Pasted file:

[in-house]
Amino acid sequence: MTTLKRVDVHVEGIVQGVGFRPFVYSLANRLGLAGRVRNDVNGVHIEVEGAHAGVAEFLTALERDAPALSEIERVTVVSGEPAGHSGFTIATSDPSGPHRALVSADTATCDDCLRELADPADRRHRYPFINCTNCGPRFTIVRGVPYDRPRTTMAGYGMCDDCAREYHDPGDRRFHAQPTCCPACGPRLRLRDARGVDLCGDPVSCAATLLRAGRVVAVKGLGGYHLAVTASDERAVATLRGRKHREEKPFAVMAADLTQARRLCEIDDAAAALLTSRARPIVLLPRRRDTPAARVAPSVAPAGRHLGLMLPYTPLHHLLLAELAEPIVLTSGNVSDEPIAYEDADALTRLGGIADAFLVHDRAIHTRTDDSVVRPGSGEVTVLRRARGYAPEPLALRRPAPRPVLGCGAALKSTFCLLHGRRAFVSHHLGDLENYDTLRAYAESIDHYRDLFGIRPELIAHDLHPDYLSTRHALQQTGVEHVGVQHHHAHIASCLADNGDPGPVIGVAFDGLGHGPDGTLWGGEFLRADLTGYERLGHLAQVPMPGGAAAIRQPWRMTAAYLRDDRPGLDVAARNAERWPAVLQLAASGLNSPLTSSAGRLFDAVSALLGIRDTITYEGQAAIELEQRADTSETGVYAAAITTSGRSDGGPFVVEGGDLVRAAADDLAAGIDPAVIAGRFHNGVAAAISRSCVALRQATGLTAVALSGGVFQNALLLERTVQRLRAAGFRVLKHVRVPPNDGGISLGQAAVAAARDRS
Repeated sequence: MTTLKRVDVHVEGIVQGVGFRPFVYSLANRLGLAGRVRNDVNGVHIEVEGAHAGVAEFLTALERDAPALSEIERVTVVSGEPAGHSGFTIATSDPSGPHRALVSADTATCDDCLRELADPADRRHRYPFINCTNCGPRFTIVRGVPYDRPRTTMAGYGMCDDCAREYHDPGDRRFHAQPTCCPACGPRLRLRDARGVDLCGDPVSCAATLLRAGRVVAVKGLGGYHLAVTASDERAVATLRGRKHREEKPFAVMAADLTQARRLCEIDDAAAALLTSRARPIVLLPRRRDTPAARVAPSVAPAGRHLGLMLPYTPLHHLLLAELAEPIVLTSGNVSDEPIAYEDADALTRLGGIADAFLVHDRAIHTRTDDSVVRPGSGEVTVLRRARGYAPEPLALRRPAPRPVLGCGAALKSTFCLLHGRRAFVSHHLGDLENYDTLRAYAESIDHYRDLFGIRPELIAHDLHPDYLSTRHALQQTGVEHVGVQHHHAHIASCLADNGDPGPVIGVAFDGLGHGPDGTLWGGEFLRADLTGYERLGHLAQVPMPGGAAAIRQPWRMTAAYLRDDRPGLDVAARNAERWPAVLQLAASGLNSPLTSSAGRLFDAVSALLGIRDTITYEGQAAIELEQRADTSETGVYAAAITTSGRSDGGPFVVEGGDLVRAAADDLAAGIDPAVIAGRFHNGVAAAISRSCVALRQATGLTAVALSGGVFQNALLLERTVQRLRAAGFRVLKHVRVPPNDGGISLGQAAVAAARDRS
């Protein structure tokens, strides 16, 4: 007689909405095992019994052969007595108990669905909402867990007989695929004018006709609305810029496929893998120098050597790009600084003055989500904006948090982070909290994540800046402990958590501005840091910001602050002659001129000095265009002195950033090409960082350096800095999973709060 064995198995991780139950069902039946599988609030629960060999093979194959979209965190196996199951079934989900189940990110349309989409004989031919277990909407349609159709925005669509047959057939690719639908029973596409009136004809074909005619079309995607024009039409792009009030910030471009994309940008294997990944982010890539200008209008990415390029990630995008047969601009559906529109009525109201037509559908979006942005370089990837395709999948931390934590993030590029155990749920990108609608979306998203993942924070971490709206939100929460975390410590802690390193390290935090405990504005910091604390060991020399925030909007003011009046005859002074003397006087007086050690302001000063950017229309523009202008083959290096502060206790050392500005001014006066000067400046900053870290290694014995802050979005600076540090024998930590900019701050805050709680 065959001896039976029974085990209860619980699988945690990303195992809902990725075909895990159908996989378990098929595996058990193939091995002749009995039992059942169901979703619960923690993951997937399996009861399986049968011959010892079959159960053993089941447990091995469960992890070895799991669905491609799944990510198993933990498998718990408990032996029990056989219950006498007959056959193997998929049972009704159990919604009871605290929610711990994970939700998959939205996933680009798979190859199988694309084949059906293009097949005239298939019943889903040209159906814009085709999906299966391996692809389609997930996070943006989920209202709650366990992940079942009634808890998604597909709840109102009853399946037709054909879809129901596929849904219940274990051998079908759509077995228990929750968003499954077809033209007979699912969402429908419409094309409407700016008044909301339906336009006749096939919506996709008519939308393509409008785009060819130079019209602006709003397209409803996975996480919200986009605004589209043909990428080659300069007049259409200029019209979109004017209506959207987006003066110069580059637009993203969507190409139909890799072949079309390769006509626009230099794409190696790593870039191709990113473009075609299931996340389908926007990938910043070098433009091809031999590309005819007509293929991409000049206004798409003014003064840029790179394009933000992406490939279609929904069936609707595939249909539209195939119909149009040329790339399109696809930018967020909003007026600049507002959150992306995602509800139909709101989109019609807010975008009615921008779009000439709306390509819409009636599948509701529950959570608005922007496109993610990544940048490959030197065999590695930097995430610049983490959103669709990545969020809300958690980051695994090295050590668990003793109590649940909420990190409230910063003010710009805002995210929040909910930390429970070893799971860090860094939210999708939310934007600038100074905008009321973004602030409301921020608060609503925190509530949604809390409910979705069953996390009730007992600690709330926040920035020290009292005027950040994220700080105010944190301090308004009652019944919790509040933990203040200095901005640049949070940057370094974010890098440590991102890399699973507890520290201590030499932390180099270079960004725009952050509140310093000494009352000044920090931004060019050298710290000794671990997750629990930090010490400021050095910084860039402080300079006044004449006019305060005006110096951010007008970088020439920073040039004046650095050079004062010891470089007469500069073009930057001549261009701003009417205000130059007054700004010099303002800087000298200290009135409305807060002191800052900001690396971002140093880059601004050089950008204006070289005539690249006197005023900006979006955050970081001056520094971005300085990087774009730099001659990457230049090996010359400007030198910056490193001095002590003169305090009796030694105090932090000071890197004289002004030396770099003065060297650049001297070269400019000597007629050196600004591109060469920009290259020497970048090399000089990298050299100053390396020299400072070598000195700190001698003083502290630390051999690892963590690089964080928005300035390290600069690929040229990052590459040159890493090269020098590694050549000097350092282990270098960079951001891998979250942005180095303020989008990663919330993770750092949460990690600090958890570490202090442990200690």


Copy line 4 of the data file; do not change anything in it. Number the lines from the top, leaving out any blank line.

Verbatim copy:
């Protein structure tokens, strides 16, 4: 007689909405095992019994052969007595108990669905909402867990007989695929004018006709609305810029496929893998120098050597790009600084003055989500904006948090982070909290994540800046402990958590501005840091910001602050002659001129000095265009002195950033090409960082350096800095999973709060 064995198995991780139950069902039946599988609030629960060999093979194959979209965190196996199951079934989900189940990110349309989409004989031919277990909407349609159709925005669509047959057939690719639908029973596409009136004809074909005619079309995607024009039409792009009030910030471009994309940008294997990944982010890539200008209008990415390029990630995008047969601009559906529109009525109201037509559908979006942005370089990837395709999948931390934590993030590029155990749920990108609608979306998203993942924070971490709206939100929460975390410590802690390193390290935090405990504005910091604390060991020399925030909007003011009046005859002074003397006087007086050690302001000063950017229309523009202008083959290096502060206790050392500005001014006066000067400046900053870290290694014995802050979005600076540090024998930590900019701050805050709680 065959001896039976029974085990209860619980699988945690990303195992809902990725075909895990159908996989378990098929595996058990193939091995002749009995039992059942169901979703619960923690993951997937399996009861399986049968011959010892079959159960053993089941447990091995469960992890070895799991669905491609799944990510198993933990498998718990408990032996029990056989219950006498007959056959193997998929049972009704159990919604009871605290929610711990994970939700998959939205996933680009798979190859199988694309084949059906293009097949005239298939019943889903040209159906814009085709999906299966391996692809389609997930996070943006989920209202709650366990992940079942009634808890998604597909709840109102009853399946037709054909879809129901596929849904219940274990051998079908759509077995228990929750968003499954077809033209007979699912969402429908419409094309409407700016008044909301339906336009006749096939919506996709008519939308393509409008785009060819130079019209602006709003397209409803996975996480919200986009605004589209043909990428080659300069007049259409200029019209979109004017209506959207987006003066110069580059637009993203969507190409139909890799072949079309390769006509626009230099794409190696790593870039191709990113473009075609299931996340389908926007990938910043070098433009091809031999590309005819007509293929991409000049206004798409003014003064840029790179394009933000992406490939279609929904069936609707595939249909539209195939119909149009040329790339399109696809930018967020909003007026600049507002959150992306995602509800139909709101989109019609807010975008009615921008779009000439709306390509819409009636599948509701529950959570608005922007496109993610990544940048490959030197065999590695930097995430610049983490959103669709990545969020809300958690980051695994090295050590668990003793109590649940909420990190409230910063003010710009805002995210929040909910930390429970070893799971860090860094939210999708939310934007600038100074905008009321973004602030409301921020608060609503925190509530949604809390409910979705069953996390009730007992600690709330926040920035020290009292005027950040994220700080105010944190301090308004009652019944919790509040933990203040200095901005640049949070940057370094974010890098440590991102890399699973507890520290201590030499932390180099270079960004725009952050509140310093000494009352000044920090931004060019050298710290000794671990997750629990930090010490400021050095910084860039402080300079006044004449006019305060005006110096951010007008970088020439920073040039004046650095050079004062010891470089007469500069073009930057001549261009701003009417205000130059007054700004010099303002800087000298200290009135409305807060002191800052900001690396971002140093880059601004050089950008204006070289005539690249006197005023900006979006955050970081001056520094971005300085990087774009730099001659990457230049090996010359400007030198910056490193001095002590003169305090009796030694105090932090000071890197004289002004030396770099003065060297650049001297070269400019000597007629050196600004591109060469920009290259020497970048090399000089990298050299100053390396020299400072070598000195700190001698003083502290630390051999690892963590690089964080928005300035390290600069690929040229990052590459040159890493090269020098590694050549000097350092282990270098960079951001891998979250942005180095303020989008990663919330993770750092949460990690600090958890570490202090442990200690």